Liberation in a burqa or bikini?In Blog
France saying that all burqa-clad women are terrorists is like calling all scantily-dressed women whores. So, Burqa or Bikini?
At night I sleep holding a pillow close to me. I am alone. But now it seems I have many with me. There is no religion that protects women except Islam. At this age that is what I need.
This is what the late Kamala Das who became Kamala Suraiya said after she embraced Islam. The bindi on her forehead vanished and her multi-colored saris were replaced by the single color burqa.
In France, which recently banned the burqa, 32-year-old Kenza Dride has become the face (faceless?) of the country’s “Burqa Brigade”. Since the ban came into force on the 12th of April, women wearing face veils have been arrested and a fine of 150 euros (about Rs 10,000) imposed on them. Dride who was born in France says, “This law makes France look ridiculous. I never thought I’d see the day when France, the country I was born in and love, the country of liberté, égalité, fraternité, would do something that so obviously violates people’s freedom. It is my personal choice to wear a burqa.”
She adds: “If women want to walk around half-naked or wear tight jeans or walk around with their breasts hanging out, I don’t give a damn and I don’t object to them doing so. But if they are allowed to do that, why should I not be allowed to cover up?”
In fact, this is the point: Shouldn’t what one wear be a matter of personal choice?
Many believe that the burqa has been imposed on Muslim women by a religion which is intrinsically intolerant of women’s rights. Whereas the fact is that the burqa or the veil was in existence long before Islam was even born. As way back as 200 AD, the Roman African Christians praised the modesty of those “pagan women of Arabia” who “not only cover their head, but their whole face rather than prostituting themselves’’.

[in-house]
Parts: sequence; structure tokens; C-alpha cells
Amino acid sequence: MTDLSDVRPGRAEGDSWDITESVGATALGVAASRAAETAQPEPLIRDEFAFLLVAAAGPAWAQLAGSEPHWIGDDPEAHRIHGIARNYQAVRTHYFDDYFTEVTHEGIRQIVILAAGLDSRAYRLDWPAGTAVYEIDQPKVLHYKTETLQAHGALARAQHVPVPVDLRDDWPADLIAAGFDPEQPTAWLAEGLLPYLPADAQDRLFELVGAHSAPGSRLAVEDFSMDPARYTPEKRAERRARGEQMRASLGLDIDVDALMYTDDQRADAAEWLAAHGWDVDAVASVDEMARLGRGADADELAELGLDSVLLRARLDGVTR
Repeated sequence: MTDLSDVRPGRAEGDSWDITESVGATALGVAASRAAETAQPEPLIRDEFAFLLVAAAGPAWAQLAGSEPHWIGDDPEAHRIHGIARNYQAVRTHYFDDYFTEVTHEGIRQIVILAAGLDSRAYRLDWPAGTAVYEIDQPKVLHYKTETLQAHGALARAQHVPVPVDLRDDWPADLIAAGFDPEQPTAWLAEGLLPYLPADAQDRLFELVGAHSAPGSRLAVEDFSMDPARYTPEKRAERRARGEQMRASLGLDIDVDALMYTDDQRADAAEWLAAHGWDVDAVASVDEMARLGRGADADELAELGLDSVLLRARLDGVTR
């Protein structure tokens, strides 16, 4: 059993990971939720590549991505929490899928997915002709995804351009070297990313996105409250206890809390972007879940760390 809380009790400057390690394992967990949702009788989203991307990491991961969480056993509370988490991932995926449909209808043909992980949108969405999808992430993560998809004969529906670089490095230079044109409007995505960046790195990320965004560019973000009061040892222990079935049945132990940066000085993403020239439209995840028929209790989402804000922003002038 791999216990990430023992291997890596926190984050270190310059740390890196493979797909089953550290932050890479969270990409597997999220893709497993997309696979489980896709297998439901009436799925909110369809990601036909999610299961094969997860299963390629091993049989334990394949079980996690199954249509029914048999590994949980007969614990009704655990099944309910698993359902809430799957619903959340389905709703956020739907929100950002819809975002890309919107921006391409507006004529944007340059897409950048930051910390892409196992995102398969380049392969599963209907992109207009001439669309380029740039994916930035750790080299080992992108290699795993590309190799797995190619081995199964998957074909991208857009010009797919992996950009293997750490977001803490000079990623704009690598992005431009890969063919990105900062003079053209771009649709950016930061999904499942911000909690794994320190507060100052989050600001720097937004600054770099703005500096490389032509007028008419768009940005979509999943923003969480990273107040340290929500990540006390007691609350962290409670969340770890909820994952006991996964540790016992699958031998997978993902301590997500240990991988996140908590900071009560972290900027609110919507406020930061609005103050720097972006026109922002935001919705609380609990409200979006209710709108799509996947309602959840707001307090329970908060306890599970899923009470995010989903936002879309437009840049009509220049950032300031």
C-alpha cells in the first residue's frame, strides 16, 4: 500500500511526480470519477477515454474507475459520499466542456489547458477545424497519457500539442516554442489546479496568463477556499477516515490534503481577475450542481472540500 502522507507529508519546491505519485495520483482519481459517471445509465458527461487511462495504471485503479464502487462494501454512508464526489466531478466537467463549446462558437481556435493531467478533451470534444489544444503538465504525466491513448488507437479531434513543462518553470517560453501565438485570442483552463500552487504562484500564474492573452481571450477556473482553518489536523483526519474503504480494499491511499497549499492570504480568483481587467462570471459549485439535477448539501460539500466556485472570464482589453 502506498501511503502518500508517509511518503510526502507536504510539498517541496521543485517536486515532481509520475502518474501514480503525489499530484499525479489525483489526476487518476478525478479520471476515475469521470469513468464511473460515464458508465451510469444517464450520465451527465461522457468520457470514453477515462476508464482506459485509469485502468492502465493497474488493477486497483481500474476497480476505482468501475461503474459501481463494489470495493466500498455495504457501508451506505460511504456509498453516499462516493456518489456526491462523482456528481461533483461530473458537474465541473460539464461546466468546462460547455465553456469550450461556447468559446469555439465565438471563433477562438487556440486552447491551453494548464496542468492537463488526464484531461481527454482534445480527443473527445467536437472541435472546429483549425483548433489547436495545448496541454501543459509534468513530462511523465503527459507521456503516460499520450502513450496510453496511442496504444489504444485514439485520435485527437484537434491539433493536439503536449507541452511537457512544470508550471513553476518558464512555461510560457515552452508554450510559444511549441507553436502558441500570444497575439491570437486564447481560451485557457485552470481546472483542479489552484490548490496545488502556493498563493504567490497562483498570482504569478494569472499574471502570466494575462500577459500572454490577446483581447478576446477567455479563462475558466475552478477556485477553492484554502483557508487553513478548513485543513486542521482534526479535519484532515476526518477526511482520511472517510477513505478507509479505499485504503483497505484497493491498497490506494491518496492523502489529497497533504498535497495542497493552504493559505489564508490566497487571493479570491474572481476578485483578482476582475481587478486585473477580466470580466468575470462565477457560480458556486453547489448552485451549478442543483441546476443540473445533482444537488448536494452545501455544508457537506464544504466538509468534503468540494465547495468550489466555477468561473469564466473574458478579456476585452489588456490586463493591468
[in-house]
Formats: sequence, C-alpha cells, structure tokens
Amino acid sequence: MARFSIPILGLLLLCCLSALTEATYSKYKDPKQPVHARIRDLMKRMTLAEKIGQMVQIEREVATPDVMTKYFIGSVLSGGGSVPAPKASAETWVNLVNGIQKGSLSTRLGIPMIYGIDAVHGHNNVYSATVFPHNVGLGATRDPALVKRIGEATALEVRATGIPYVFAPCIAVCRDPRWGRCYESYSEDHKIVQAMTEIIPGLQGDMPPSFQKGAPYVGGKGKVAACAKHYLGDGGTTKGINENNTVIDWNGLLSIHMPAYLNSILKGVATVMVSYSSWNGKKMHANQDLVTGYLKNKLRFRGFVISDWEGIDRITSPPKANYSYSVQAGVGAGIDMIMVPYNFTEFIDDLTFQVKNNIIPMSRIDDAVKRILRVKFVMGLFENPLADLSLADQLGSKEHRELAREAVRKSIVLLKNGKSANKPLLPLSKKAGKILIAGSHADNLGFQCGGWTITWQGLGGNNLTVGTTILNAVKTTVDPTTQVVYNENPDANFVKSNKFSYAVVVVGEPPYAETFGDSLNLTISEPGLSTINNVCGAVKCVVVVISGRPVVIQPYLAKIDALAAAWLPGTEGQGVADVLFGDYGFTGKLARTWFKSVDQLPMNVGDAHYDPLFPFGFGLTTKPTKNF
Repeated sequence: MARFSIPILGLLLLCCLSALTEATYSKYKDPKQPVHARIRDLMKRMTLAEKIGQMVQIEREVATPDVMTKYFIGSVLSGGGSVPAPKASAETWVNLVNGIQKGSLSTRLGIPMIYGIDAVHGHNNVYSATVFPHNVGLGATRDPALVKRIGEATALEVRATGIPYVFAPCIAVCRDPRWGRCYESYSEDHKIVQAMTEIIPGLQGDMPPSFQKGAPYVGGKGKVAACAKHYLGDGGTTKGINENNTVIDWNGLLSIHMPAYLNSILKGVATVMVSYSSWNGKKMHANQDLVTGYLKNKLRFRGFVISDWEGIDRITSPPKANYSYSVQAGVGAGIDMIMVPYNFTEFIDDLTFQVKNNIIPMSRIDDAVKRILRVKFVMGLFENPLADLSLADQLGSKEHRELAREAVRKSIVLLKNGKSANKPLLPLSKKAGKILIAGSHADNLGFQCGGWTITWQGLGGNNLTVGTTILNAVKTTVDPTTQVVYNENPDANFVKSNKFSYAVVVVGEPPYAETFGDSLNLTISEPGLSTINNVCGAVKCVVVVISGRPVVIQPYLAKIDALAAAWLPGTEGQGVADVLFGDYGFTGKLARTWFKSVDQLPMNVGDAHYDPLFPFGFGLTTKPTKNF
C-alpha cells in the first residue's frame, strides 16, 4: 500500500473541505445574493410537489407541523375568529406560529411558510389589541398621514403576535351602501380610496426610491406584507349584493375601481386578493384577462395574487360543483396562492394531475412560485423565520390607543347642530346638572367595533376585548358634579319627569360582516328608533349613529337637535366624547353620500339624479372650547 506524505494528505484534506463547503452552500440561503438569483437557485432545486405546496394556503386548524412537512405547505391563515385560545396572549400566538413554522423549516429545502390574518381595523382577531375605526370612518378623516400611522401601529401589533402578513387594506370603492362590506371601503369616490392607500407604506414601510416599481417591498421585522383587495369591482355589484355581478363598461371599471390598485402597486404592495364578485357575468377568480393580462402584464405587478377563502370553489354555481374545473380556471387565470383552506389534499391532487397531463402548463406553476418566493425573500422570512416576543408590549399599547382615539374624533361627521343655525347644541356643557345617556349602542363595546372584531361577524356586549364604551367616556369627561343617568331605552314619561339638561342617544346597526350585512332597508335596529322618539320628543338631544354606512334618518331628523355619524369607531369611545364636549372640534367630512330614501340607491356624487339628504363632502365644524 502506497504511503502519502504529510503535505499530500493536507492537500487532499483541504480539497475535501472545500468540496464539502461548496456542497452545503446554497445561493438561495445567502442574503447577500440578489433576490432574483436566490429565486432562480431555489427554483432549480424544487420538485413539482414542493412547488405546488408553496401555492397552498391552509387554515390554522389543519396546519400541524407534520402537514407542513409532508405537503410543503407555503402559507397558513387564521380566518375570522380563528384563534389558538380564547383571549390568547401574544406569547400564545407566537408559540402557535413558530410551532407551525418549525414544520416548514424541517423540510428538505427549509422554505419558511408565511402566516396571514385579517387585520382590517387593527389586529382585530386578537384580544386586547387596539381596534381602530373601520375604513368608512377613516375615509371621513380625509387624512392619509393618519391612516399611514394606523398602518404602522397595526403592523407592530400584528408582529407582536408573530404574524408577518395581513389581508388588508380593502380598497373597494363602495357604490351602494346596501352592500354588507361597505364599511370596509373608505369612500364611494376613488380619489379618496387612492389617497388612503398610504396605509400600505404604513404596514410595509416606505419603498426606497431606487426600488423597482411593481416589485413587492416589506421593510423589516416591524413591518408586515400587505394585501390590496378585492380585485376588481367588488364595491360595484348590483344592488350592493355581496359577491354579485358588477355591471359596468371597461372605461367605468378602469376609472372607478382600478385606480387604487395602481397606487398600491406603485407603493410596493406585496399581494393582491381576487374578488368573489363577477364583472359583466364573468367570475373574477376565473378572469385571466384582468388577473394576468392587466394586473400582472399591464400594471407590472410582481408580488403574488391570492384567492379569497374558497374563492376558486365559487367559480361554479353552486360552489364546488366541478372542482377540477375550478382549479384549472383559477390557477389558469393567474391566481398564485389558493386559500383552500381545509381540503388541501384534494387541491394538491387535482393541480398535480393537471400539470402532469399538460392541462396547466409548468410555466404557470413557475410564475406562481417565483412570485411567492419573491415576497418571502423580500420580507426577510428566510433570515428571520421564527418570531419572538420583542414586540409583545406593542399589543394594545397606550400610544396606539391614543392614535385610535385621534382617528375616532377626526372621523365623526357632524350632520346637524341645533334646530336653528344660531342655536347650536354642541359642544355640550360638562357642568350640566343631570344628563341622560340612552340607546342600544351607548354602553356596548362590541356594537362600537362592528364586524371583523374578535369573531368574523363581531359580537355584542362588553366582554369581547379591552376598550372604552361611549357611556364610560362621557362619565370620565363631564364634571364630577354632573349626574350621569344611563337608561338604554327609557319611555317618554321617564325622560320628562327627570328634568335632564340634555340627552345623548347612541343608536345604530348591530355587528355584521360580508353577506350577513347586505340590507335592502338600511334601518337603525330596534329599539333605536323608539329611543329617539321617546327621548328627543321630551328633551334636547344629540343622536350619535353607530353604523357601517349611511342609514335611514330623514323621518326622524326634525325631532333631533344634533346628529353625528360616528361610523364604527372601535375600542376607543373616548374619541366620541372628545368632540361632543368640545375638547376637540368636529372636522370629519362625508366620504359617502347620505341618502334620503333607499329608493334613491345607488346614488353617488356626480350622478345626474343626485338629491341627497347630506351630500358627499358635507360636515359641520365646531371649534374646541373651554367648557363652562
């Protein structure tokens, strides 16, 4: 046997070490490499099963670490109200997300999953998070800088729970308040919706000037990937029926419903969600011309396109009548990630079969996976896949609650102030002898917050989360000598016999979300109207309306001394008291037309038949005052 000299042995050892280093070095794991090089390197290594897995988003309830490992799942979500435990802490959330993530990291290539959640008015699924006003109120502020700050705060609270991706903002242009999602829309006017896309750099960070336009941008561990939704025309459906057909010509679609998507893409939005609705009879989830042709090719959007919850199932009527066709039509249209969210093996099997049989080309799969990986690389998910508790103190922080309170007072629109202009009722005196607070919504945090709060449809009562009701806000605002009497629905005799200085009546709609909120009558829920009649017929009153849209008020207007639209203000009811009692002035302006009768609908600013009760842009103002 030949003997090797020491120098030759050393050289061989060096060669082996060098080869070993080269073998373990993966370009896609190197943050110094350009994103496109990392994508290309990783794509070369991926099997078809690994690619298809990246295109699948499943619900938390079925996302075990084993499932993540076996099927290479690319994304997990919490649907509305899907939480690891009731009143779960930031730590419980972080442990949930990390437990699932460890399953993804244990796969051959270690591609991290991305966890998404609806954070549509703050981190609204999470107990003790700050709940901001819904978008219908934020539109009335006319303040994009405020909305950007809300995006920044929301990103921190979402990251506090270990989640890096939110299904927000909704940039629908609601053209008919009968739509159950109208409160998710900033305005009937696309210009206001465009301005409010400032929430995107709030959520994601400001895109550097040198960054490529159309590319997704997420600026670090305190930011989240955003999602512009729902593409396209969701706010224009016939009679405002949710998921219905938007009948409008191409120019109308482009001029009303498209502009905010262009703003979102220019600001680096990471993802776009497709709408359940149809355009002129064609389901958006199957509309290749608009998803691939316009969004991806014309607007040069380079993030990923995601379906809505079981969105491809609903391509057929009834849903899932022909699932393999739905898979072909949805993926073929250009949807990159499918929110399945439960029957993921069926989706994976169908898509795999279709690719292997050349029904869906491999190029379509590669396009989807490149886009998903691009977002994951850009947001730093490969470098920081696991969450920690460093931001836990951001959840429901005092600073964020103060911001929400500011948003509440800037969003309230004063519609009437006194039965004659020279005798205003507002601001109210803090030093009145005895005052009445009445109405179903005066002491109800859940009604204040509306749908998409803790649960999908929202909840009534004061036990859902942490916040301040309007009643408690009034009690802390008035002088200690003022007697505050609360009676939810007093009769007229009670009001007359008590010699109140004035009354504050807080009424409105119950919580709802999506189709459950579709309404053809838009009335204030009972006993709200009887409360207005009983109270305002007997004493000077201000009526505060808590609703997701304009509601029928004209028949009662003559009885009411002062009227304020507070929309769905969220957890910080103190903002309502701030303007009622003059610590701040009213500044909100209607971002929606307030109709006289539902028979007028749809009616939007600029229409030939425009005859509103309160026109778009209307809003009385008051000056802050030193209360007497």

What the holy Koran says about the burqa is: “Tell the believing women to lower their gaze and be modest and to draw their veils over their bosoms.’’ If most Pakistani women – like the late Benazir Bhutto – wear just a veil covering their heads, Saudi women wear the all-encompassing black cloaks, Afghani women wear colourful cloaks with a kind of lace covering their eyes and Dubai women wear masks through which their beautiful eyes can be seen. Paradoxically, in Algerian Sahara, among a tribe known as Tuareg, it is the men who wear veils covering everything except their eyes and women go barefaced!
From a western or liberated point of view, the veil is a kind of a prison imposed on women by men in the name of religion. But most Muslim women wear it out of personal choice. If some of them believe that wearing the burqa is following the wishes of their Allah, some others feel safe wearing it. Other reasons for wearing the burqa range from evading unwanted attention from men, as well as the ability to bargain better at shops!
One of the reasons given by the French government to ban the burqa is to avoid terrorist strikes. Implying that burqa-clad women are terrorists. By the same parameter, are all scantily dressed women whores? This point is beautifully elucidated in a short play written by Sabina England. The play is a conversation between two statues; one in a bikini and the other in a burqa.
Excerpts from their conversation:
BIKINI: Here I am, wearing a bikini and showing the whole world my body. You wear that thing (burqa) because a man or your religion forced you to!
BURQA: Nobody forced me to wear a burqa! I chose to wear it because I want to please my Lord! My body is a jewel and I want to guard my jewel.
BIKINI: I see my body as a jewel too. I want to show it off to the whole world to see!
BURQA: (sneering) You feel the need to wear a bikini because you’re desperate to seek approval from males to feel beautiful.
BIKINI: Doesn’t it get hot under there?
BURQA: Don’t you feel dirty when guys look at you like you’re a blown-up doll?
BIKINI: I think YOU are oppressed.
BURQA: You call this oppression, I call this my liberation.
Let people live however they choose to. Let them think, pray, dress, eat, talk, behave, live and love the way they wish to. Isn’t it diversity that makes the human race so beguiling and charming?